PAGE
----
Rate-limiting BCOP?

Saku Ytti saku at ytti.fi
Fri May 22 06:52:27 UTC 2020

On Thu, 21 May 2020 at 22:11, Bryan Holloway <bryan at shout.net> wrote:

> I've done all three on some level in my travels, but in the past it's
> also been oftentimes vendor-centric which hindered a scalable or
> "templateable" solution. (Some things police in only one direction, or
> only well in one direction, etc.)

I may misunderstand something here, but are you looking for vendor
agnostic solutions to replace your vendor specific one? That is an
unrealistic goal and it's not clear to me why it would be important
what spell incantation is needed at any given moment.

If you need just to 'rate-limit', and you don't need to discriminate
traffic in any way, it's ezpz🍋sqz. Only thing you need to consider is
your stepdown, is ingress rate higher than egress rate? If you have
speed stepdown, then you need to consider at which RTT rate do I
guarantee full rate on a single TCP session. If you police, you need
to allow a burst rate which can take in the TCP window growth, if you
use a shaper you need to configure buffers which can ingest it.
Consider sender is 10Gbps and RTT is 100ms, and receiver is 1Gbps. The
window the sender may burst is 9Gbps*100ms/2 = 56.25MB. If sender is
>100ms, you contractually don't guarantee the customer full rate on a
single TCP session, you point the ticket to a product definition and
close it.

Now if you need to discriminate, things can get very complex.
Particularly if you do QoS at the L3 aggregation at the L2 access
physical rate, you need to understand very well what is the policer
counting L1, L2, L3 rate? And how to get it to count L1 rate. Ideally
you'd do all QoS at the congestion point at ANET, and not on the
subinterfaces. But often the access device is too dumb to do the QoS
you need.

Let's take the complex example, you need to discriminate and do all in
CSCO and ANET does just BE and is QoS unaware. We have a 10GE
interface in CSCO and a customer is 1GE connected at ANET.

Configuration would be something like this:

interface TenGigE0/1/2/3/4.100
 service-policy output CUST:XYZ:PARENT account user-defined 28
 encapsulation dot1q 100
policy-map CUST:XYZ:PARENT
 class class-default
  service-policy CUST:XYZ:CHILD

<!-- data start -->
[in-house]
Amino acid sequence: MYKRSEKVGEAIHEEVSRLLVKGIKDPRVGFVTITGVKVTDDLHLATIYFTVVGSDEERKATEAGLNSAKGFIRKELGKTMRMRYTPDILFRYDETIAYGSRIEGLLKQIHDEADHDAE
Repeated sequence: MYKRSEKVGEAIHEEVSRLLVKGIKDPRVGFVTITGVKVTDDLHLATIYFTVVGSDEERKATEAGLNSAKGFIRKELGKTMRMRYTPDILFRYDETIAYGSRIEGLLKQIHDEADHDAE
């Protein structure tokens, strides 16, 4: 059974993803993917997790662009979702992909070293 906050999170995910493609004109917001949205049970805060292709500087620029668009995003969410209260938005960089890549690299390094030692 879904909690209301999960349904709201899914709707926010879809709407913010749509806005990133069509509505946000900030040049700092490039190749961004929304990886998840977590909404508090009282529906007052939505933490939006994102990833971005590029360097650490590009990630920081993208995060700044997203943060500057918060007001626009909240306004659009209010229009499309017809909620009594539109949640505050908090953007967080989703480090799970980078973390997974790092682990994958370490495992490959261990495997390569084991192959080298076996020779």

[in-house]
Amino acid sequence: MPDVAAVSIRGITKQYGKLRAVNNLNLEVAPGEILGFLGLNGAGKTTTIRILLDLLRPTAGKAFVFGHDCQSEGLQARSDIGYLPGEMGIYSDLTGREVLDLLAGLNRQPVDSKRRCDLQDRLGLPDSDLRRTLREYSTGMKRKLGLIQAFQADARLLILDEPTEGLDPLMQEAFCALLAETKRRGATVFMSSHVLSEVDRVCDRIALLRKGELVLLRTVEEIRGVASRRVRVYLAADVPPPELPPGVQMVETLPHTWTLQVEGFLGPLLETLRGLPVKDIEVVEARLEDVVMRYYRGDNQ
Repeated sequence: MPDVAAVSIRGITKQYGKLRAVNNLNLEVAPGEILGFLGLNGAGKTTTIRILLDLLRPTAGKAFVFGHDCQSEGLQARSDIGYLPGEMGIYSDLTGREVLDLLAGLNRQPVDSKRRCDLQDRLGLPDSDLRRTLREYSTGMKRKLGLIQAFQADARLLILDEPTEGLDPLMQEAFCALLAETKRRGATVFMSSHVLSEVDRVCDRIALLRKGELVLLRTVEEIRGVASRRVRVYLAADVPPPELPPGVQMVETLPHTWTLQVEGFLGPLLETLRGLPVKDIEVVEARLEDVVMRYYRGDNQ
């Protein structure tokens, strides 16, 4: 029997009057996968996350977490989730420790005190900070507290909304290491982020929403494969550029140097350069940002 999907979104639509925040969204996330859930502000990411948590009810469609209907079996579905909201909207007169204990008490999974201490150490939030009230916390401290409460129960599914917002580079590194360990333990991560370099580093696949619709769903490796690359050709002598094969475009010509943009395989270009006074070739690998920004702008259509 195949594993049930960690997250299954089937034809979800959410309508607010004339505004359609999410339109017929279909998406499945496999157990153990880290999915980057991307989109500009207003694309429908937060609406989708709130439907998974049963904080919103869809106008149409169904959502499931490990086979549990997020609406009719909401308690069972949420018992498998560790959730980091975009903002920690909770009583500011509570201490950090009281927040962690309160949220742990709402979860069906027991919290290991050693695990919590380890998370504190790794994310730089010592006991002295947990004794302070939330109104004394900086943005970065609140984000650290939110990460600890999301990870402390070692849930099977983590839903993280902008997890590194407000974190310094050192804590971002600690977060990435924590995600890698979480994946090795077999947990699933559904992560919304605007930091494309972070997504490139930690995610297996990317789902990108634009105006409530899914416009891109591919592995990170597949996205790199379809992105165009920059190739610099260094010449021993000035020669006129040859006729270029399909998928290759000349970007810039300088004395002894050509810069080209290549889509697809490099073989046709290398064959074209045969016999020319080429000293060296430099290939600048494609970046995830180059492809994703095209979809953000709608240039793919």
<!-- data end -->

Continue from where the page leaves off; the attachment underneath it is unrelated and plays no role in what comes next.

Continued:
shape average 1 gbps

RP/0/RSP1/CPU0:r15.labxtx01.us.bb#show run policy-map CUST:XYZ:CHILD
policy-map CUST:XYZ:CHILD
 class NC
  bandwidth percent 1
 class AF
  bandwidth percent 20
 class BE
  bandwidth percent 78
 class LE
  bandwidth percent 1
 class class-default

  - what RED curve to use
  - how much should you buffer in given class at worst (in some cases
burst cannot be configured small enough, and you need to offer
lower-than-bought rate to be able to honor QoS contract)
  - what is right shaper burst
  - what to map to each class and how (tip: classify exclusively on
ingress interface by set qos-group, on egress class match exclusively
on the qos-group, this methodology translates across platforms)

If your 'account user-defined' is wrong even by a byte, your
in-contract traffic will be dropped by ANET, because CSCO is admitting
>1Gbps ethL1 rate, and ANET is QoS-unaware so will drop LE just in the
same probability as AF.

Further complication, let's assume you are all-tomahawk on ASR9k.
Let's assume TenGigE0/1/2/3/4 as a whole is pushing 6Gbps traffic
across all VLAN, everything is in-contract, nothing is being dropped
for any VLAN in any class. Now VLAN 200 gets DDoS attack of 20Gbps
coming from single backbone interface. I.e. we are offering that
tengig interftace 26Gbps of traffic. What will happen is, all VLANs
start dropping packets QoS unaware, 12.5Gbps is being dropped by the
ingress NPU which is not aware to which VLAN traffic is going nor is
it aware of the QoS policy on the egress VLAN. So VLAN100 starts to
see NC, AF, BE, LE drops, even though the offered rate in VLAN100
remains in-contract in all classes.
To mitigate this to a degree on the backbone side of the ASR9k you
need to set VoQ priority, you have 3 priorities. You could choose for
example BE P2, NC+AF P1 and LE Pdefault. Then if the attack traffic to
VLAN200 is recognised and classified as LE, then we will only see
VLAN0100 LE dropping (as well as every other VLAN LE) instead of all
the classes.

To wish that this would a vendor agnostic is just not realistic, as
there are very specific platform decisions which impact on your QoS

To stress how critical the accounting is, if you do QoS in the 'wrong'
place:  https://ytti.fi/after.png

In this picture BE is out of contract, AFnb, AFb and EF are all
in-contract. However the customer sees loss in all classes, this is
because the L3 is shaping at L2 rate not L1 rate, so it's sending
>1Gbps to the customer, which is physically limited to 1Gbps, forcing
the QoS-unaware access device to drop. Only thing fixed at 130 is
correct accounting parameter, which causes the L3 to reduce the rate
it can send and causes it to start dropping, and as it is QoS aware,
it can honor the contract, so all drops move to the out-of-contract
class, BE.


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